Scenario 3: no wall to throw plyos against

plyowall

This is another very common scenario you’ll run into at a lot of fields. Unless you’re at the level of a major D1 school or above, chances are a lot of the fields you’ll play on will have primarily chain-link fence enclosing them, and won’t have a hard surface to throw plyos against. I’m lucky enough that Caltech has a gigantic cement wall down the third base line that I can throw against (take a look at the picture here if you want to see what I mean), and that pretty much all of the other SCIAC fields have something I can throw against (even if it’s not ideal), but what do you do if this isn’t the case?

The best solution to this problem is Driveline’s yoga mat hack. You buy a yoga mat and some clips and just clip the yoga mat to the fence, giving you an effective plyo wall to throw against. While it isn’t ideal (nor as satisfying as throwing against an actual wall), it gets the job done. When we played against Pomona (a school that does a team-wide Driveline program) a couple weeks ago at our place, they had about 2 or 3 yoga mats up at once against the chain-link fence next to their dugout. An important point with this yoga mat hack, however, is to make sure that the yoga mat you get is going to be able to withstand repeated plyo throws, since I’ve tried it before with a crappy yoga mat and it ended up breaking after about 15-20 light throws.

In our trip to Tuscon this past weekend, I didn’t have access to my shoulder tube or recovery trampoline, or a wall to throw against, but I worked around these constraints by using a green plyo for shoulder work, and substituting upward tosses for rebounders. Thankfully, there were a lot of screens lying around at the facility that I could throw plyos against. My elbow also finally felt good enough to get back into games this weekend, and I had some decent results:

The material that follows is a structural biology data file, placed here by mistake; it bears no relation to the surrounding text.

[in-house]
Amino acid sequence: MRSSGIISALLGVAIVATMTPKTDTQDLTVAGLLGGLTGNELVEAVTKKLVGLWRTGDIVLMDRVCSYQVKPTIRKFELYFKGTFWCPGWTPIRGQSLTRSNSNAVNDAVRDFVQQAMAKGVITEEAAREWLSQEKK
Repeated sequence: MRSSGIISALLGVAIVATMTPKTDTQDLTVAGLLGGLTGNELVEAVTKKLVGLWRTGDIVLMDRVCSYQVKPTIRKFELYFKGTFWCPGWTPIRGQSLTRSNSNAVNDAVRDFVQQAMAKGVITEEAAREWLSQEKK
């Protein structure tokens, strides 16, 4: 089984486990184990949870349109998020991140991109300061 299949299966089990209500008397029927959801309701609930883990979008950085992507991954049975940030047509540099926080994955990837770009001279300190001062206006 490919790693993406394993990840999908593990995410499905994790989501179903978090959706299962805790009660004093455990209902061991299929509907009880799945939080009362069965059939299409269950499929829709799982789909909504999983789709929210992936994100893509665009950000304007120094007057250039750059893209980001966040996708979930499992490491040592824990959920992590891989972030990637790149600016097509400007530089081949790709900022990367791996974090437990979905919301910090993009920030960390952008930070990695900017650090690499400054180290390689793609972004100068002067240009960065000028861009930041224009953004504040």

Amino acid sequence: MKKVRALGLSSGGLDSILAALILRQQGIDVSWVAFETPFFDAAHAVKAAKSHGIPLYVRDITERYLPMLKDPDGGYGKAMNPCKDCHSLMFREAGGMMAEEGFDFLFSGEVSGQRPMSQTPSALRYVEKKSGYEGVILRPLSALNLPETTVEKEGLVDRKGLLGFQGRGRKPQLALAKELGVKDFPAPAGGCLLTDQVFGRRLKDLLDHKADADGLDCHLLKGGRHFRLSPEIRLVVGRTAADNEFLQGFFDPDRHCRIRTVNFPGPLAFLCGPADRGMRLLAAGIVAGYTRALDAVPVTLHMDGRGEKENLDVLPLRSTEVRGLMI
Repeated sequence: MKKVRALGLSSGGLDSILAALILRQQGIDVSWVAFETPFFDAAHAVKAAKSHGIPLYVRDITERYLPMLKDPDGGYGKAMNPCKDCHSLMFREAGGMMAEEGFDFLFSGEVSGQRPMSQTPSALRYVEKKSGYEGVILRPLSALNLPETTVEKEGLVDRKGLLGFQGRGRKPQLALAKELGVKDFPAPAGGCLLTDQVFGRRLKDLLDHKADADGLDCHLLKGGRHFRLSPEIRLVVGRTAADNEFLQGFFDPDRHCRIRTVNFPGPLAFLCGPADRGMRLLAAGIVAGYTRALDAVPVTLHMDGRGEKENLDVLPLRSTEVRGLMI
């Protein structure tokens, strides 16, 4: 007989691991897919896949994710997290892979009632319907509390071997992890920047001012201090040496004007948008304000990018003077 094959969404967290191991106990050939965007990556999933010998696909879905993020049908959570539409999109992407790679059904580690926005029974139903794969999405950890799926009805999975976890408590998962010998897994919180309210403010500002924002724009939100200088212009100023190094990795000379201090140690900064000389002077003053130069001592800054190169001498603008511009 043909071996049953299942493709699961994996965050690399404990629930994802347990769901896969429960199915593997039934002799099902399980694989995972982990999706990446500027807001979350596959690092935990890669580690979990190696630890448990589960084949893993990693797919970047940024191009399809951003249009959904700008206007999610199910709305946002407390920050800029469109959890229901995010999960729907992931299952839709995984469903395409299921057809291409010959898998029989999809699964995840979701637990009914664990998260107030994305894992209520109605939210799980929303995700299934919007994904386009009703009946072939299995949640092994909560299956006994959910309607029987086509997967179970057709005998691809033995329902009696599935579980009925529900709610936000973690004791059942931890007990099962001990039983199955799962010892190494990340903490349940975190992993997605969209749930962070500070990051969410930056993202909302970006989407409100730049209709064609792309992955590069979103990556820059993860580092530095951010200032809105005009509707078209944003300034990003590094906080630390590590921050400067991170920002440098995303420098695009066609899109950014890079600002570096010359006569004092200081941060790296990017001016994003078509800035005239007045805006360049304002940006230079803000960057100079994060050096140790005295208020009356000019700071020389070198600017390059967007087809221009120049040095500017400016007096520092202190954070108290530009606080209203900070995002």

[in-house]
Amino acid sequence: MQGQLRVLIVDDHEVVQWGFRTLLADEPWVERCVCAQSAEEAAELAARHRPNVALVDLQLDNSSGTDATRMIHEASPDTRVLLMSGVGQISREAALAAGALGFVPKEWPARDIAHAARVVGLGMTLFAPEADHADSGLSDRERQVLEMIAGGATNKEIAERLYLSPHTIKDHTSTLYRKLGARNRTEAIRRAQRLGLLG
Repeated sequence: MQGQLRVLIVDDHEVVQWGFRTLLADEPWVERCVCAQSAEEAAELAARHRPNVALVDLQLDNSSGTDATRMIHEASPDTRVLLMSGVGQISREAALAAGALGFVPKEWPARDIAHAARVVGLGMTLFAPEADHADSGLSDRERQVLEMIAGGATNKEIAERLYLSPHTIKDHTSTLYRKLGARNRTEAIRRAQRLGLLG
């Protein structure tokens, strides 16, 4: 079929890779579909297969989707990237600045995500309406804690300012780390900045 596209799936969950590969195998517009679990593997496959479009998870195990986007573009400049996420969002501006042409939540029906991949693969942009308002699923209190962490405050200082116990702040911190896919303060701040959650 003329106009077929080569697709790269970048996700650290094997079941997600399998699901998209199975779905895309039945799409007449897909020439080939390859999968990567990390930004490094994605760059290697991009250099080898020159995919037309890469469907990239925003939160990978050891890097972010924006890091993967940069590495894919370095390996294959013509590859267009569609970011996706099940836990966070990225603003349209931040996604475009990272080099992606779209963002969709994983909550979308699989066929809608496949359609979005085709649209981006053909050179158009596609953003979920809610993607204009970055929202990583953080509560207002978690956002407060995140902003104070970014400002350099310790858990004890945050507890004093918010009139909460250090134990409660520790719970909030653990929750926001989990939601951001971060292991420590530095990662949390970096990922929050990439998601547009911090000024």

Game 1 vs. Carthage College: 1 IP, 2 H, 0 R, 0 ER, 0 BB, 0 K, 0 HR, 0 HBP

Game 2 vs. Gustavus Adolphus College: 1+ IP, 1 H, 2 R, 2 ER, 2 BB, 3 K, 0 HR, 2 HBP

On the whole my elbow still isn’t at 100%, but it felt just good enough to go out and compete in games, even if my velo might have been a little down (I went out with the intent to sit around 84-85, although I could have been throwing harder than that based on how the hitters looked…unfortunately there was no radar gun). The first game I came in with a runner on 2nd and nobody out, and I gave up a ground ball up the middle that allowed him to score, but worked out of the inning after that, allowing just a bunt single afterwards. Here’s a quick video of how my mechanics looked:

In the second game, which I wasn’t even really expecting to pitch in, I walked and hit the first two batters, but then I settled in and basically just threw fastballs by everyone to strike out the side. Again, wasn’t trying to throw at normal game intensity, but it’s possible the ball was coming out harder than I thought, especially based on how the hitters just swung and missed at everything. I probably shouldn’t have gone out for another inning, as my elbow was bothering me a bit at this point and I sort of had to talk my coach into it, but I did and I ended up giving up a weak ground ball up the middle, followed by a walk and hit batter. I then got pulled from the game and two of my three inherited runners scored. Thankfully, my elbow is feeling a lot better now, and hopefully it will feel 100% by our next game on Saturday!

Overall, I thought this was another outing where the stats didn’t really tell the full story, especially based on how my arm felt this weekend, and how I pitched in back to back games (I also ended up throwing 40+ warm up pitches in the pen during the 2nd game). In future games, my arm will (knock on wood) feel better, and I’ll be able to throw deeper into games while remaining effective, and my command will likely improve as well the better that my arm feels. If I’m able to generate consistent strikeouts and/or weak contact now against solid teams (both Carthage and Gustavus Adolphus could compete in the SCIAC in my opinion, and Gustavus would probably be at least a middle of the pack kind of team), especially on an elbow that’s not 100%, it bodes well for the future.

Image credits: http://www.coachtour.com/bus-tour-blog/planning-usa-road-trips/

https://rukket.wixsite.com/rukketsportsblog/single-post/2014/10/29/Baseball-101-Stretching

https://www.oatesspecialties.com/shoulder-tube

http://twitter.com/drivelinebases/status/795715990726344704